There is a scene roughly halfway in Man of Steel that I can’t stop thinking about. General Zod has just issued an ultimatum to Earth: turn Kal-El over to him or be destroyed. Clark, unsure of whether Zod or the people of Earth can be trusted, goes to a minister for counsel.
I love the setting behind the conversation. Superman is probably the only major superhero that would naturally seek the advice of clergy. And I appreciate any movie scene that portrays ministers in a positive light. I also think that the minister’s ultimate advice to take a leap of faith is a wonderful piece of counsel in the context of the film.
Yet the thing that I cannot get off my mind is a particular shot in that scene. In it Clark is framed in front of a stained glass window depicting Jesus in Gethsemane. Later, if that image of men wrestling with their ultimate calling was not explicit enough, Superman escapes a Kryptonian ship to save the world with his arms extended unmistakably in the image of a cross.
Comparisons between Superman and Jesus are nothing new. I certainly have made them and the previous movie featuring Kal-El, Superman Returns, took the Christ allusions even further than Man of Steel. Since the latter movie released a few weeks ago, people have pondered if such comparisons are a misreading of the Superman mythos. I would in fact suggest that it is a misunderstanding of Jesus.
The comparisons between the two are natural. Both are sent by their father from a extraterrestrial plane. Both grow up and live as normal human beings yet wield incredible power. Both grow up to save the world in some capacity.
The how of that saving is where the stories diverge. Superman goes about rescuing the world by fighting back against the forces of evil he faces. Though he does not seek to throw the first punch, he will throw the last if he has to. On the other end of the spectrum is Jesus. With the cross and all that surrounded it, Jesus accomplished salvation not by fighting back, but by laying his life down. He took the brunt of the darkness entirely on himself. Jesus saves through power, but it is power in a completely counterintuitive form.
Thus when Superman is shown in a cross pose before he goes to fight some superpowered Kryptonian criminals, it is a misunderstanding of the sacrificial power of the cross (The Christ imagery in Superman Returns was closer on point as in that movie Clark did not throw a punch but sacrificed his life non-violently for the sake of others. Of course, this was also a movie where he fathered a child and then abandoned it for the reaches of space for years, which is decidedly un-Christlike. Though I’m sure Dan Brown nodded his head in approval). It doesn’t make me like the movie any less. I don’t expect profound theological nuance from the director of 300.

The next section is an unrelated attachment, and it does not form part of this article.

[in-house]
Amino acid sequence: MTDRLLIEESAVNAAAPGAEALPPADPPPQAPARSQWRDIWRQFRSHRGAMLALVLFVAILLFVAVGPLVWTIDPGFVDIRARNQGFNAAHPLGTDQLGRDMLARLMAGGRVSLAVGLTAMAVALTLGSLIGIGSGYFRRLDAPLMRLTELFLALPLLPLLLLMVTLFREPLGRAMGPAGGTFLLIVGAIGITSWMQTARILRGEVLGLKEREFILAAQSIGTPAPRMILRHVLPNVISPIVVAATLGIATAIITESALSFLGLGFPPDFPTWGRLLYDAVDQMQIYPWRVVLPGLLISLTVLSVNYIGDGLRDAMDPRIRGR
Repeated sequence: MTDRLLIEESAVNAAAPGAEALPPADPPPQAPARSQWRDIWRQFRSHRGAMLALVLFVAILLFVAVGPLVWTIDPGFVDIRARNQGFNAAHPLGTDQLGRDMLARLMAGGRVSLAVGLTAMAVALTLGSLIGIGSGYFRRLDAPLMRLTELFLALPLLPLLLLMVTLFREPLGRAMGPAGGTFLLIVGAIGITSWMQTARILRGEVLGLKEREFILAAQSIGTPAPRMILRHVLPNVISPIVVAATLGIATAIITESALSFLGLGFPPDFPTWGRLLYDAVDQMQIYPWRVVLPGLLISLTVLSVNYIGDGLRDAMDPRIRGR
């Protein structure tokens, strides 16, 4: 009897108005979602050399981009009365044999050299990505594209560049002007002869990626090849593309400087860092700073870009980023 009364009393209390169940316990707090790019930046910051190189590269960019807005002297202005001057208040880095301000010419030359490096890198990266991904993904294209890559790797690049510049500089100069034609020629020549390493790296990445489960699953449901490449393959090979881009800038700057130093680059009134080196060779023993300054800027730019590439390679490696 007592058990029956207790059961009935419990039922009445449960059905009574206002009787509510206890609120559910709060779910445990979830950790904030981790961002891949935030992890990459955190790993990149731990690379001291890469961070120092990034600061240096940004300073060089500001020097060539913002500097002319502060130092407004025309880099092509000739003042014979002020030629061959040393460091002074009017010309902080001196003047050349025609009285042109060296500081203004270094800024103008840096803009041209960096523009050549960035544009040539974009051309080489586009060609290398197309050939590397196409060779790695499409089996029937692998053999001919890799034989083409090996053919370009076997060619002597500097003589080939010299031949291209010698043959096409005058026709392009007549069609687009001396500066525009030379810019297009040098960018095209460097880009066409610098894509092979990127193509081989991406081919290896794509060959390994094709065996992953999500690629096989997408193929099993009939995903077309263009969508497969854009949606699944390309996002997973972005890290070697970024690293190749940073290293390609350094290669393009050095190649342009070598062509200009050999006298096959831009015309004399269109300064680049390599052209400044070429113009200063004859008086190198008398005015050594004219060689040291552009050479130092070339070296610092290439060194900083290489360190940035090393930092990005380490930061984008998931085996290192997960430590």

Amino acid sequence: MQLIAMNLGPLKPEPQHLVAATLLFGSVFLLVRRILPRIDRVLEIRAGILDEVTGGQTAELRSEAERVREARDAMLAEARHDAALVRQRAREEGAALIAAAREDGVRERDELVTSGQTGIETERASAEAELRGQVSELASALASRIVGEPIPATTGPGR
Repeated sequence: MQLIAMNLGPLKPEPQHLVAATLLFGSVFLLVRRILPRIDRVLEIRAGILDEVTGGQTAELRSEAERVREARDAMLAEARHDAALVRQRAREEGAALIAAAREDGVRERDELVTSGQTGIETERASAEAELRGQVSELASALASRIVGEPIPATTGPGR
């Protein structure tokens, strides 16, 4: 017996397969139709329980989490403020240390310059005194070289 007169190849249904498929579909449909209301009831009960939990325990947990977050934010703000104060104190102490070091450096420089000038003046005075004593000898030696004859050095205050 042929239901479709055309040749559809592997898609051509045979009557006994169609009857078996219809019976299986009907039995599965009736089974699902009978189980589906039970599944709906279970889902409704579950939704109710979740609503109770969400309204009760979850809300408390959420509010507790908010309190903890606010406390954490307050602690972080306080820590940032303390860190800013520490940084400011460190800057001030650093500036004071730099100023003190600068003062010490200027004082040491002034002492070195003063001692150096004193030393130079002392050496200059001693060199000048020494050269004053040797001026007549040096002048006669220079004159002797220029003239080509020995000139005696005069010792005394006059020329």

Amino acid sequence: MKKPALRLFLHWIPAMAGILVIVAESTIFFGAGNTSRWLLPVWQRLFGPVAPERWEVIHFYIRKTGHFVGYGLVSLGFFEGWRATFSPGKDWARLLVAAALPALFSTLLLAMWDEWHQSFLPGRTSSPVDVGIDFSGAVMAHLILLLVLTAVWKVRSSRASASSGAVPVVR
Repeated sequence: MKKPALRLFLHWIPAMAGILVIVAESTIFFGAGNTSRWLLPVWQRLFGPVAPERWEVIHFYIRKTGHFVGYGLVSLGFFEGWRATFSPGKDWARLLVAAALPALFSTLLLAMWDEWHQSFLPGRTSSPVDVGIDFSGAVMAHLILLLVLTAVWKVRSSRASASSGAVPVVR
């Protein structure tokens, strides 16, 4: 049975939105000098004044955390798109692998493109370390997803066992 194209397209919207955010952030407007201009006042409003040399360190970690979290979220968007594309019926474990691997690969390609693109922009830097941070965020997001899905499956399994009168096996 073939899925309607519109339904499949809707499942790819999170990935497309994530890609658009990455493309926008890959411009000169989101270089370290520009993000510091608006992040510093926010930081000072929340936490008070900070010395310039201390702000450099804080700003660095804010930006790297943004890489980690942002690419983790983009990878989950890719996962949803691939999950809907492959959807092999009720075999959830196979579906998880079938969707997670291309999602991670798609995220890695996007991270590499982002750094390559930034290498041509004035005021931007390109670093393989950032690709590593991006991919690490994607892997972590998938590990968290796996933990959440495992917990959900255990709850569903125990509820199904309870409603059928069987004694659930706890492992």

The difference is that Jesus saves us not with the sword (or heat vision and superpunching), but with sacrificial love that is more powerful than power. Reflecting on the difference between the two raises an interesting question with how we perceive the ultimate end of evil.
The melee in Metropolis that ends Man of Steel is probably how most evangelical Christians envision the end of evil: an epic battle to end all battles. That is what the symbolism in scripture evokes. Yet is that necessarily how it will all work out?
The all-powerful nature of God is a basic tenant of the Christian faith. Thus if God can defeat evil with the sacrificial love of the cross, then would God need a world-crushing battle to ultimately defeat evil? If there is nothing more powerful than God, would not God be able to dispatch the darkness in this world without a scorched earth, tooth and nail war?
As Christians look to Jesus, they see that justice, love, and righteousness could overthrow power as the world conceives it. He laid down his life and it brought evil to its knees. Why would that way suddenly be abandoned in the end? Is it necessary for the Prince of Peace to become a Man of Steel? Do we believe that more because we desire that kind of rock ‘em, sock ‘em finality? Is it the catharsis? I don’t know.
I could certainly be wrong, but I think God does not need the battle to eradicate evil. I look to what Jesus did and I suspect that an all-powerful God does not need the hell of war to bring about heaven on earth.